National Cancer Institute NCI Cancer Bulletin: A Trusted Source for Cancer Research News
March 10, 2009 • Volume 6 / Number 5

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Spotlight

Tracking Heart CT Scans and Radiation Dose

A cardiac computed tomography angiogram. (Copyright © 2009 Massachusetts Medical Society. All rights reserved.) A cardiac computed tomography angiogram. (Copyright © 2009 Massachusetts Medical Society. All rights reserved.)

On a nearly daily basis, most people are exposed to small amounts of so-called background radiation from naturally and not-so-naturally occurring sources. For many people, though, medical procedures are a significant source of radiation exposure, and this has raised concerns among some physicians about whether procedures intended to help patients may eventually cause long-term harm by increasing their cancer risk.

One increasingly common source is computed tomography, or CT, which delivers a dose of radiation nearly 600 times that of a typical x-ray. According to one analysis, approximately 50 percent of the collective medical radiation exposure in 2006 was attributable to CT scans. For that reason, CT has come under intense scrutiny.

A new study by German researchers, dubbed PROTECTION-1, provides a clearer picture of the real-world use of CT scans to perform the increasingly popular diagnostic cardiovascular procedure CT angiography. The procedure is a noninvasive alternative to standard coronary angiography, which also requires radiation, but typically a lower dose. Both procedures are used to investigate cardiac symptoms such as chest pain and identify underlying problems like dangerous arterial plaque buildup.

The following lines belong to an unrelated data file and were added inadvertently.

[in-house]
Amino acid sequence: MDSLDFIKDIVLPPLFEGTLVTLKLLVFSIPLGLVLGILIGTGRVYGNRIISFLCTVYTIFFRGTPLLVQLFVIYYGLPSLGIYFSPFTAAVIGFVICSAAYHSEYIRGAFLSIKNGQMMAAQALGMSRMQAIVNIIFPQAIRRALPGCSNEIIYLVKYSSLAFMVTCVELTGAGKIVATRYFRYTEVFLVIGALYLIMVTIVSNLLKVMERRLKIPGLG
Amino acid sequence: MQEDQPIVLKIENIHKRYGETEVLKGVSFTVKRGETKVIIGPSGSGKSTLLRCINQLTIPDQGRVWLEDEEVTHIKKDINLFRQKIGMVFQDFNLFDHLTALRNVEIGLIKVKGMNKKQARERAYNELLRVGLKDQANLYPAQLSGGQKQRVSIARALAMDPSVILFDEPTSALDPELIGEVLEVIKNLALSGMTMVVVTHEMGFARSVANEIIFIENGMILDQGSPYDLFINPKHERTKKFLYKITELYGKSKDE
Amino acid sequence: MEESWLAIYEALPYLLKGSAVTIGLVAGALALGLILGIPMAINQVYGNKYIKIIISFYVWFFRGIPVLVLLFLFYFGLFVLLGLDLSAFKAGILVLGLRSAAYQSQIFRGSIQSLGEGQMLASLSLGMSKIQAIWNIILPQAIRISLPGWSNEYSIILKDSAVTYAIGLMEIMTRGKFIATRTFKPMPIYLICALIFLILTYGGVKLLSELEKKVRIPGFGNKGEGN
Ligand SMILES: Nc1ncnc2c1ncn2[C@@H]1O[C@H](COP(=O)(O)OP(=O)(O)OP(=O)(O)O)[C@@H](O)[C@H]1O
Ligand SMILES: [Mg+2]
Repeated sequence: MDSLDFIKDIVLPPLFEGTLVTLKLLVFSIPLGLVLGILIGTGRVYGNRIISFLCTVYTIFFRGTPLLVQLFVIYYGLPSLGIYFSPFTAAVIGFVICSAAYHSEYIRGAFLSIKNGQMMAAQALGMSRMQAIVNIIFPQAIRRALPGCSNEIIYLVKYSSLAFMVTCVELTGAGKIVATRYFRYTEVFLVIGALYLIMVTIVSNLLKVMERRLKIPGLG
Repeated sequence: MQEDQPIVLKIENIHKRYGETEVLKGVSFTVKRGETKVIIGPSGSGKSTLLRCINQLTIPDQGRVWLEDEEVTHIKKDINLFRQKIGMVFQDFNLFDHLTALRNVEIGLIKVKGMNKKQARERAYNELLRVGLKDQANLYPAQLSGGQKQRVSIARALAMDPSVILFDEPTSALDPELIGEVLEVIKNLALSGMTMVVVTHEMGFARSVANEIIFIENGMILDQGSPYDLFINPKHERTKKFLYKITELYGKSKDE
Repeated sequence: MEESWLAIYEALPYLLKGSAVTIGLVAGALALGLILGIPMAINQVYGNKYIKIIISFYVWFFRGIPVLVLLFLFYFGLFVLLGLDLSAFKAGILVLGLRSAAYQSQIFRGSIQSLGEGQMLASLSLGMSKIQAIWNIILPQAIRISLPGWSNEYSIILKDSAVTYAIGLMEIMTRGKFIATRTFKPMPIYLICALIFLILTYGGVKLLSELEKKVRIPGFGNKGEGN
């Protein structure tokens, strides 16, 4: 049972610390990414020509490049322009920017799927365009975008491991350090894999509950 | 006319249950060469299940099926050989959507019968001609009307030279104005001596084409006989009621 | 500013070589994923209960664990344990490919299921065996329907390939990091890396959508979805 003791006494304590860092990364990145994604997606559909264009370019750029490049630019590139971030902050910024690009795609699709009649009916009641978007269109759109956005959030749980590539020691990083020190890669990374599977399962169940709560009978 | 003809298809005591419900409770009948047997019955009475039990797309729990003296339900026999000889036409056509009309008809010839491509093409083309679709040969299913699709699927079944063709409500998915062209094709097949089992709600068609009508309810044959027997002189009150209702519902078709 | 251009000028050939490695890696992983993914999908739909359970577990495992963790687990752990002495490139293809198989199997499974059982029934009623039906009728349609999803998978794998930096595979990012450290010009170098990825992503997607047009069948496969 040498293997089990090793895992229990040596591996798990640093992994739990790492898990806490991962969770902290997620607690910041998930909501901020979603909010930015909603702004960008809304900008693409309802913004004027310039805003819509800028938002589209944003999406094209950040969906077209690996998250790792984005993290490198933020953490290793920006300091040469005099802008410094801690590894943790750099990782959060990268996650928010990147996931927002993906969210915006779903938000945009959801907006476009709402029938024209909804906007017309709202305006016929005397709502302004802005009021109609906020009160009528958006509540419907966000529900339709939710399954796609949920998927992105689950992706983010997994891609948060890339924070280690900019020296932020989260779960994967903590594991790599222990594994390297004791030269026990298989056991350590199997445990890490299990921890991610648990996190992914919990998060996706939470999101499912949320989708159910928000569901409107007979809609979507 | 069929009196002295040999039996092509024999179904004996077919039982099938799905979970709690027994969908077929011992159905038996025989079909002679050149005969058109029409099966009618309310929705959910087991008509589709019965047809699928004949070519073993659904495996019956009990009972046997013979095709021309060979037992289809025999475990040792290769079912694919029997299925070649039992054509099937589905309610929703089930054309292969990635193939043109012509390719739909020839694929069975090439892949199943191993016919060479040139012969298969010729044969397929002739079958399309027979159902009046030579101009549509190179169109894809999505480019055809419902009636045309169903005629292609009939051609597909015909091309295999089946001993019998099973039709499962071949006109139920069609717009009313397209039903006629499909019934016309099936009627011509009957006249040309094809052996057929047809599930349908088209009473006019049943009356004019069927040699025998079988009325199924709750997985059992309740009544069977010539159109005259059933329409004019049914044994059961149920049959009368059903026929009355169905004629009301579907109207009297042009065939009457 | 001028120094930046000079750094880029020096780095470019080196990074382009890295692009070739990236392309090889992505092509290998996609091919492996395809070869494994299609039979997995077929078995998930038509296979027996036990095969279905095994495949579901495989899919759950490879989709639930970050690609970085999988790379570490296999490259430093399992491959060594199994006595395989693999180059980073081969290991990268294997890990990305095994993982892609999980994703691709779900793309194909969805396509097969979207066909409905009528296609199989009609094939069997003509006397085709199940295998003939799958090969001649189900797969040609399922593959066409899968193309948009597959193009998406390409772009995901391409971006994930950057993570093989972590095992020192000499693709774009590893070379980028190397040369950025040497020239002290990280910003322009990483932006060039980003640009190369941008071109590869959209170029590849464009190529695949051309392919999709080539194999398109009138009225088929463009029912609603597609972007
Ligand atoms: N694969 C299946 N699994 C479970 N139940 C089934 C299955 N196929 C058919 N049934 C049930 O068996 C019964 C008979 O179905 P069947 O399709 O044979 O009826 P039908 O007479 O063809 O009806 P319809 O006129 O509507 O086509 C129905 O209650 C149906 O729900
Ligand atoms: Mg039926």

In PROTECTION-1, which involved 50 facilities and nearly 2,000 patients, there was a sixfold difference between the facility that reported the highest median radiation dose with CT angiography and the lowest median dose. Published in the February 4 Journal of the American Medical Association (JAMA), the study also offered some encouraging news: Many facilities are taking steps to reduce the radiation doses delivered during CT angiography procedures. One tactic, called electrocardiographically controlled tube current modulation (ECTCM), for example, was used in nearly three-quarters of procedures, the researchers found, reducing radiation doses by approximately 25 percent.